SHIPBUILDING IN OSWEGO
Its Past and Present - Collector Cooley Interviewed on the Subject - He Gives some interesting Reminiscences - Attributes the Decline of the Industry Largely to High Tariff
The noticeable decrease which the ship-building industry has suffered in recent years and the comparatively few workmen who are at present engaged in that occupation is often a cause for comment in Oswego. To ascertain the facts on the subject, a Palladium reported called yesterday upon Mr. Clark Cooley, the Canal Collector, who probably possesses a more extensive knowledge upon the subject that anyone now living.
Commencing with the epoch beginning in the year 1835, during which the large hill extending from the foot of Third street to the river on the East, was leveled and occupied by numerous ship yards, he stated that shortly after the establishment of these, between six and seven hundred workmen were employed as ship carpenters, caulkers, joiners, sail makers and ship smiths.
The industry supported between 1,500 and 2,000 persons. The wages were good and commodities cheap, and a general prosperity was the result, many comfortable fortunes being accumulated. Among the earl shipbuilders were G.S. Weeks, who built steamboats, propellers and vessels; Doolittle & Mollison, who leaded the dry dock between Second and Third streets; Thomas Collins, Henry Doville, Peter Lamoree, John Lee and others.
At a later date there followed George Goble, James Navagh, Peter Dufrane, William Wilmott, Brower Morgan, P. Gallagher and Andrew Miller. Owners of vessels and canal boats were Truman Wyman, Fitzhugh & Little John, C.C. Cooper, Bart Lynch, Daniel Lyons, Morgan M. Wheeler, Dunn & Cummings, E. & O. Mitchell, A.G. Cook, Thomas Martin, McCarthy & Marsh, as well as others. During the winter from 150 to 200 men were employed repairing ships and canal boats, thus forming a separate industry in itself.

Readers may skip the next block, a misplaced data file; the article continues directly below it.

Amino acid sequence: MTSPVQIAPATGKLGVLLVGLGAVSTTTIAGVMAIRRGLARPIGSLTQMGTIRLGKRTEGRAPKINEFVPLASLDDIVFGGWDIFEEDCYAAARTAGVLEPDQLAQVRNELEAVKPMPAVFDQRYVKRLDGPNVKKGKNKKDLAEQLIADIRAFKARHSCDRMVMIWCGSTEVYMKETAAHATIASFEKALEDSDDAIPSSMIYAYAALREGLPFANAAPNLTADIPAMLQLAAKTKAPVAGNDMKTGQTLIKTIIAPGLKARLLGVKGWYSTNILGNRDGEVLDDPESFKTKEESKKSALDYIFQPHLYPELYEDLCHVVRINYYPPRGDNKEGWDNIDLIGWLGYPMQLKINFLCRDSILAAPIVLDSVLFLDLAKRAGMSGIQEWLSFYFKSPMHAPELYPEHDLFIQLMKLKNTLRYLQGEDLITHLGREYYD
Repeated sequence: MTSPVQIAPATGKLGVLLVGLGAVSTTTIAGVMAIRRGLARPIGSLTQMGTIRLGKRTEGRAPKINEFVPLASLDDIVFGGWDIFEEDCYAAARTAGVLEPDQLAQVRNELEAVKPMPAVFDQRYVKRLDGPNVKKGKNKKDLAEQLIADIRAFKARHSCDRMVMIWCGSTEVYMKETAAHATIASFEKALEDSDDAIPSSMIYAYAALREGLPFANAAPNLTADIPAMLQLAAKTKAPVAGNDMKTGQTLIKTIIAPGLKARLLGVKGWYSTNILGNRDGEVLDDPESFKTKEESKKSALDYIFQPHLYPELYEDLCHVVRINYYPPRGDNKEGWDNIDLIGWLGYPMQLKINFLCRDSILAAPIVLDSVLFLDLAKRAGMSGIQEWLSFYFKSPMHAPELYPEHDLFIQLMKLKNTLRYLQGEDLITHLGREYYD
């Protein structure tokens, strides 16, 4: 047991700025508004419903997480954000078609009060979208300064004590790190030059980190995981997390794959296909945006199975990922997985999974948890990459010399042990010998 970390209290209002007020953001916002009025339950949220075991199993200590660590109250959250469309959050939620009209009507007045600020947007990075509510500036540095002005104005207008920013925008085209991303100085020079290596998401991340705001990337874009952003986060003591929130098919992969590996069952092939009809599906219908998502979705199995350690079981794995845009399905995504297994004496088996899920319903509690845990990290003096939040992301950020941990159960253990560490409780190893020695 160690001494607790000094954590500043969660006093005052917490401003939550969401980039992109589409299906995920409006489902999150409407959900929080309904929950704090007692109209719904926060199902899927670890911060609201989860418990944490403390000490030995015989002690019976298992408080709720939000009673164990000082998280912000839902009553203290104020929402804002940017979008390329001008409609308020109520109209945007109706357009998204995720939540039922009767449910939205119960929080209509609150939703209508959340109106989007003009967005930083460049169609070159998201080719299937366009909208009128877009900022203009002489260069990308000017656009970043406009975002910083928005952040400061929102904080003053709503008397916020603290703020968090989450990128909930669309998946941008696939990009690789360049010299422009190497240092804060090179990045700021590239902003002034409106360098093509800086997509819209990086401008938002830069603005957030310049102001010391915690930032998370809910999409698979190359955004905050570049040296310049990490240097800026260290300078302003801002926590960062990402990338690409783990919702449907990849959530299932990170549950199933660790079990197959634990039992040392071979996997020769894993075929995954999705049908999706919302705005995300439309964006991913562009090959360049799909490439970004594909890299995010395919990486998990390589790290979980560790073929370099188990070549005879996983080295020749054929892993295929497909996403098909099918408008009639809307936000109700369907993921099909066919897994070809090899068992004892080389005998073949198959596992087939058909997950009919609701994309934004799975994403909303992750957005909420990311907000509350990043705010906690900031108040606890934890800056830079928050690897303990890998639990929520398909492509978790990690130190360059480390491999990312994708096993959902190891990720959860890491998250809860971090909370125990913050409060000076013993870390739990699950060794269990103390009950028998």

The reciprocity enjoyed with Canada formed a great aid and the navigation interest was at its height. Said Mr. Cooley during the interview: "I have seen the river so closely packed with vessels that I could cross it by walking from deck to deck and have known steamers to be obliged to run alongside schooners to land their passengers who then reached the shore by the novel mentioned above. Vessels brought immense quantities of grain which was partially used at the mills and shipped inland by canal. Now, however, he industry of building is practically extinguished and only about 15 to 25 persons find employment at an industry which formerly gave work to hundreds.
"What are the reasons for this decline?" asked the reporter.
"The railroads and free canals are in a measure responsible, but I consider the chief cause to lie in the huge tariff which followed in 1845, the low one under which these industries had flourished. Immediately after that period shipbuilding began to shrink, the expense of constructing being so great that it ceased to be profitable. Canada not being cursed in this manner soon proved herself more active competitor than we could withstand. Duties placed upon lumber, iron, cords and materials was very high and worked strongly against us.
"I remember the case of Captain John Joyce whose vessel was badly damaged in the Welland Canal and it was rebuilt in Canada, but before being allowed to return to the United States was taxed by the Custom house officers a duty of $4,000 in gold, which was then bringing so high a premium that he was forced to pay in the end almost the original value of the ship.
" This is one instance showing the disastrous effect, of a high tariff upon vessels built at this port. It is decidedly my opinion that the high tariff has operated detrimentally to Oswego's interests and without it we should stand upon a much more prosperous financial basis today, particularly as regards to the industry we have discussed."